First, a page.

Category Archives: Economic Mobility

New Chart Book: “Chart Book: TANF at 20”

New Chart Book: Center on Budget and Policy Priorities, “Chart Book: TANF at 20,” Aug. 5, 2016.

News Article: “What Happens When a Homeless Shelter Opens in a Gentrifying Neighborhood?”

News Article: Allegra Kirkland, “What Happens When a Homeless Shelter Opens in a Gentrifying Neighborhood?,” The Nation, Sept. 1, 2016 [despite protests from local Brooklynites, there are still plans for developing new businesses alongside the proposed homeless shelter].

New Article: “Separate and Unequal: The Dimensions and Consequences of Safety Net Decentralization in the U.S. 1994-2014”

New Article: Sarah K. Bruch, Marcia K. Meyers, Janet C. Gornick, “Separate and Unequal: The Dimensions and Consequences of Safety Net Decentralization in the U.S. 1994-2014,” Institute for Research on Poverty (Aug. 2016).

In this paper, we examine the dimensions and consequences of decentralized social safety net policies. We consider the adequacy of benefits and inclusiveness of receipt for eleven federal-state programs that constitute the core of safety net provision for working age adults and families: cash assistance, food assistance, health insurance, child support, child care, preschool/early education, unemployment insurance, state income taxes, cash assistance work assistance, disability assistance, and housing assistance. In the first part of the paper we examine the extent of cross-state inequality in social provision. We find substantial variation across states; variation that is consistent with policy design differences in state discretion; and at levels equal to or greater than variation across the European countries that have been recognized as having different welfare regimes. In the second section, we turn to an analysis of change over time (1994 to 2014) examining four dimensions of convergence: degree, location of change, direction of change, and scope. We find both decreases (retrenchment) and increases (expansions) of provision, a handful of cases of convergence (decreasing inequality) and divergence (increasing inequality), and a great deal of synchronous change and persistence in the magnitude of cross state inequalities.

News Article: “Obama’s Trickle-Up Economics”

News Article: Paul Krugman, “Obama’s Trickle-Up Economics,” New York Times, Sept. 16, 2016 [summarizing the Census Bureau report showing Obama’s progressive economic policies have been largely successful].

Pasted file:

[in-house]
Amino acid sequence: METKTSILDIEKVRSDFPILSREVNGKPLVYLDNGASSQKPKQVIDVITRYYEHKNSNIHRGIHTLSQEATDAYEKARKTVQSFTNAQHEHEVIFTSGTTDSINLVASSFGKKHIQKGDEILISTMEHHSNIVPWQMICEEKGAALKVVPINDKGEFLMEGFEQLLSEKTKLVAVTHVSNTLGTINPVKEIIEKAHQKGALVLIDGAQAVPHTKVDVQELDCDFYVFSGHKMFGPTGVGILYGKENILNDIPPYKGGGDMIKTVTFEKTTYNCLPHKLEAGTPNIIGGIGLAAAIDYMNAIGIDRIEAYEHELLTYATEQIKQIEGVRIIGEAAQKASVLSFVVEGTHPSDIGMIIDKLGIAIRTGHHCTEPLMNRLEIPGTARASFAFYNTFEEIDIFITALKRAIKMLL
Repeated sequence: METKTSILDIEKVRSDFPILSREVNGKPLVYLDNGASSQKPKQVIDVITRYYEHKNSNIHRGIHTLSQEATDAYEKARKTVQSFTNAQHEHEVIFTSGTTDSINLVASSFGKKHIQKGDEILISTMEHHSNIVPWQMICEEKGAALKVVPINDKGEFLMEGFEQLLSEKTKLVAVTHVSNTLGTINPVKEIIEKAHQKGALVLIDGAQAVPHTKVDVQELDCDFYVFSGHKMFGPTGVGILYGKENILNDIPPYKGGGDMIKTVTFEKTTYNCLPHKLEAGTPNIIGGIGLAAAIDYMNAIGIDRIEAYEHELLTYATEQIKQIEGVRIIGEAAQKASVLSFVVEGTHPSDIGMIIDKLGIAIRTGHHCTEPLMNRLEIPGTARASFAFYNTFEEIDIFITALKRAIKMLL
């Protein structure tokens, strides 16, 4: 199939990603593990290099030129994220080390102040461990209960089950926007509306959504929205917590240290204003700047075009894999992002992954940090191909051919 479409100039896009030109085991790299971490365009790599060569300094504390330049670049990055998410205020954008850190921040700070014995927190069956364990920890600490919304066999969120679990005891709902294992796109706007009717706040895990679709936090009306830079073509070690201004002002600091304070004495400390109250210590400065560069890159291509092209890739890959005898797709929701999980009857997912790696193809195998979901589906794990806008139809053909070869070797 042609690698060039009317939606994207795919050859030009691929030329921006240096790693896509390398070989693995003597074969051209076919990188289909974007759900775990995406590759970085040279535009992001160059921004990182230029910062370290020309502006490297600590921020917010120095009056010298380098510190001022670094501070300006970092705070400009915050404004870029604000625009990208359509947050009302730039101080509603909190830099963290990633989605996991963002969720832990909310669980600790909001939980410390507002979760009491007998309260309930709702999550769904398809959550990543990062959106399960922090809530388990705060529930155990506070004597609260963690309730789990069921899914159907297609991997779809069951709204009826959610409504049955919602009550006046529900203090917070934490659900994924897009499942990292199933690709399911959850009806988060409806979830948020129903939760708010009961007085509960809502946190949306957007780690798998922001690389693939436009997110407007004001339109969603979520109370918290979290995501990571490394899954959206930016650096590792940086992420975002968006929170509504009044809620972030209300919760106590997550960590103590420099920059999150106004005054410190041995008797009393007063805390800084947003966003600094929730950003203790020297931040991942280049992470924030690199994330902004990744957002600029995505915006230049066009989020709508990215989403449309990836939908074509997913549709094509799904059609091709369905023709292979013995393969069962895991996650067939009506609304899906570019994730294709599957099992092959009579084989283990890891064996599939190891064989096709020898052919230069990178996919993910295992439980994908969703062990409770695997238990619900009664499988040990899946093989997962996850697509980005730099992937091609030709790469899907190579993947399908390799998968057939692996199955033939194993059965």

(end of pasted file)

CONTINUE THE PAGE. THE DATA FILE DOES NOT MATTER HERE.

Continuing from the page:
News Article: “The Failure to Talk Frankly About Poverty”

News Article: New York Times Editorial Board, “The Failure to Talk Frankly About Poverty,” New York Times, Sept. 13, 2016.

New Article: “Employment Rights in the Platform Economy: Getting Back to Basics”

New Article: Brishen Rogers, Employment Rights in the Platform Economy: Getting Back to Basics, 10 Harv. L. & Pol’y Rev. 479 (2016).

The employment status of workers for “platform economy” firms such as Uber, Lyft, TaskRabbit and Handy has become a significant legal and political issue. Lawsuits against several such companies allege that they have misclassified workers as independent contractors to evade employment law obligations. Various lawmakers and commentators, pointing to the complexity of existing tests for employment and the costs of employment duties, have responded with proposals to limit platform companies’ liability. This article steps into such debates, using the status of Uber drivers as a test case. It argues that Uber drivers may not fall neatly into either the “employee” or the “independent contractor” category under existing tests. Nevertheless, an important principle underlying those tests — the anti-domination principle — strongly indicates that the drivers are employees. That principle also indicates that proposals to limit platform economy firms’ liabilities are premature at best and misguided at worst.

 

News Coverage: “A Question About Friends Reveals a Lot About Class Divides”

News Coverage: Damon Darlin, “A Question About Friends Reveals a Lot About Class Divides,” New York Times, Sept. 1, 2016.

Op-Ed: “As A Poor Kid From The Rust Belt, Yale Law School Brought Me Face-to-face With Radical Inequality”

Op-Ed: J.D. Vance, As A Poor Kid From The Rust Belt, Yale Law School Brought Me Face-to-face With Radical Inequality, Huffington Post, 6/29/2016.

News Coverage: “Can Neighborhoods Be Revitalized Without Gentrifying Them?”

News Coverage: “Can Neighborhoods Be Revitalized Without Gentrifying Them?

News Coverage: Colleges Shifting Narrative From Low-Income to First-Generation Students – The Atlantic

News Coverage: Colleges Shifting Narrative From Low-Income to First-Generation Students – The Atlantic